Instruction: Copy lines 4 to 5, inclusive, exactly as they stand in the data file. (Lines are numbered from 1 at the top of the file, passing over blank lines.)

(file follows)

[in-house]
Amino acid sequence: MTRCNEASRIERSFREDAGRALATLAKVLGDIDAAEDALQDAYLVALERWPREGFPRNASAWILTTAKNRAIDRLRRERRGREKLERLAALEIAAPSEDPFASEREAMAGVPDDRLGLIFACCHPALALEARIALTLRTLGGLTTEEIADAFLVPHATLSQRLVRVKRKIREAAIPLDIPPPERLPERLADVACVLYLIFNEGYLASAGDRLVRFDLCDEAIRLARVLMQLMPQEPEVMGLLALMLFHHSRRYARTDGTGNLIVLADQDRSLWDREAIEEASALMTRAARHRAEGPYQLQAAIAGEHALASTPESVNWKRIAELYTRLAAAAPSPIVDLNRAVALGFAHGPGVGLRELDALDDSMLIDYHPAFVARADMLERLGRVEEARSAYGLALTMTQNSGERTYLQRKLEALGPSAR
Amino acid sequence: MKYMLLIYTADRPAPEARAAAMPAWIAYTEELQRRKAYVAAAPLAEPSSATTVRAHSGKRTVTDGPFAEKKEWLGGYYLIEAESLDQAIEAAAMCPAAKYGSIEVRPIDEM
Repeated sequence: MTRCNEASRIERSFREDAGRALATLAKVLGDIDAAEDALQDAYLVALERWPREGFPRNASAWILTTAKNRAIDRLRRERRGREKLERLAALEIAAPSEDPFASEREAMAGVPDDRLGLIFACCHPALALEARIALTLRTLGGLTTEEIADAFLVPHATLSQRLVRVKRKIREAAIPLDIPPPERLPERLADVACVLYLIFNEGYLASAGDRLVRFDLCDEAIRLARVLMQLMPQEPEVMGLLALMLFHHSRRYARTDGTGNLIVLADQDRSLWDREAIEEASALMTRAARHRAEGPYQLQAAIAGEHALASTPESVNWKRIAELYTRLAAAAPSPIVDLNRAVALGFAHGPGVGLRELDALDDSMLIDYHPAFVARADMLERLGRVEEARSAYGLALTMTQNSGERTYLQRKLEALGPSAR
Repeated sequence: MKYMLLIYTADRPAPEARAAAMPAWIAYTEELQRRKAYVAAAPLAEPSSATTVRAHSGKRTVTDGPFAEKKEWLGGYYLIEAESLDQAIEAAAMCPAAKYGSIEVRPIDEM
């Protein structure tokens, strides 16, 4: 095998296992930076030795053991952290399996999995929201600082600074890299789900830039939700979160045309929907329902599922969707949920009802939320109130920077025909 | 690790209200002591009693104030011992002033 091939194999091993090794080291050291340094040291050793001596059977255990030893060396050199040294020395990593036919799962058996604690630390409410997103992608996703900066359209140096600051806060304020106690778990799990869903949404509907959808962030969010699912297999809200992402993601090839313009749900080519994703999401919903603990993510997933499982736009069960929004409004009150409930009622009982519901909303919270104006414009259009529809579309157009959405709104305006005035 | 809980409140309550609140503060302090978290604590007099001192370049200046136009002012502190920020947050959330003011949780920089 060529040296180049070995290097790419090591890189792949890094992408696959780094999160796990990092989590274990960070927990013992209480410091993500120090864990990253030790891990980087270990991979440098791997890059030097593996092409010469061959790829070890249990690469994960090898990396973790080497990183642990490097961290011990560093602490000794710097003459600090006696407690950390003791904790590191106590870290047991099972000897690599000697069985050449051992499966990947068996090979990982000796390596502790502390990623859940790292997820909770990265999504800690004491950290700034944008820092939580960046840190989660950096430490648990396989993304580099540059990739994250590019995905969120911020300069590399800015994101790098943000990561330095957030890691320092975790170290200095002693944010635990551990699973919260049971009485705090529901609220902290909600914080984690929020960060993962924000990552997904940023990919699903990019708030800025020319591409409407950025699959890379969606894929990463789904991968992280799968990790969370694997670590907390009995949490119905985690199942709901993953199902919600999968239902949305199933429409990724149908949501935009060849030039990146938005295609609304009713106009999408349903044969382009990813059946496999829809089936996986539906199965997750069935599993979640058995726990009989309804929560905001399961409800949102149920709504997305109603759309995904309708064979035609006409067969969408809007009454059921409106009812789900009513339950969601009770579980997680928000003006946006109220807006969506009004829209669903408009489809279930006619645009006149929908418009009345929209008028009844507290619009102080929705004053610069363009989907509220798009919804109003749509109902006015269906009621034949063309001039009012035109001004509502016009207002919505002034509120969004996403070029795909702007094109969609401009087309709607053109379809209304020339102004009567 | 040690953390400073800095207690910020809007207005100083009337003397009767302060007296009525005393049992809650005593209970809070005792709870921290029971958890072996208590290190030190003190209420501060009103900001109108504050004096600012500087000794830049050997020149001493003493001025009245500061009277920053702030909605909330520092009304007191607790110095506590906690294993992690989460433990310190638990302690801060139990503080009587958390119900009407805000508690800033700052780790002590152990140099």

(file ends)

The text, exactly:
Repeated sequence: MTRCNEASRIERSFREDAGRALATLAKVLGDIDAAEDALQDAYLVALERWPREGFPRNASAWILTTAKNRAIDRLRRERRGREKLERLAALEIAAPSEDPFASEREAMAGVPDDRLGLIFACCHPALALEARIALTLRTLGGLTTEEIADAFLVPHATLSQRLVRVKRKIREAAIPLDIPPPERLPERLADVACVLYLIFNEGYLASAGDRLVRFDLCDEAIRLARVLMQLMPQEPEVMGLLALMLFHHSRRYARTDGTGNLIVLADQDRSLWDREAIEEASALMTRAARHRAEGPYQLQAAIAGEHALASTPESVNWKRIAELYTRLAAAAPSPIVDLNRAVALGFAHGPGVGLRELDALDDSMLIDYHPAFVARADMLERLGRVEEARSAYGLALTMTQNSGERTYLQRKLEALGPSAR
Repeated sequence: MKYMLLIYTADRPAPEARAAAMPAWIAYTEELQRRKAYVAAAPLAEPSSATTVRAHSGKRTVTDGPFAEKKEWLGGYYLIEAESLDQAIEAAAMCPAAKYGSIEVRPIDEM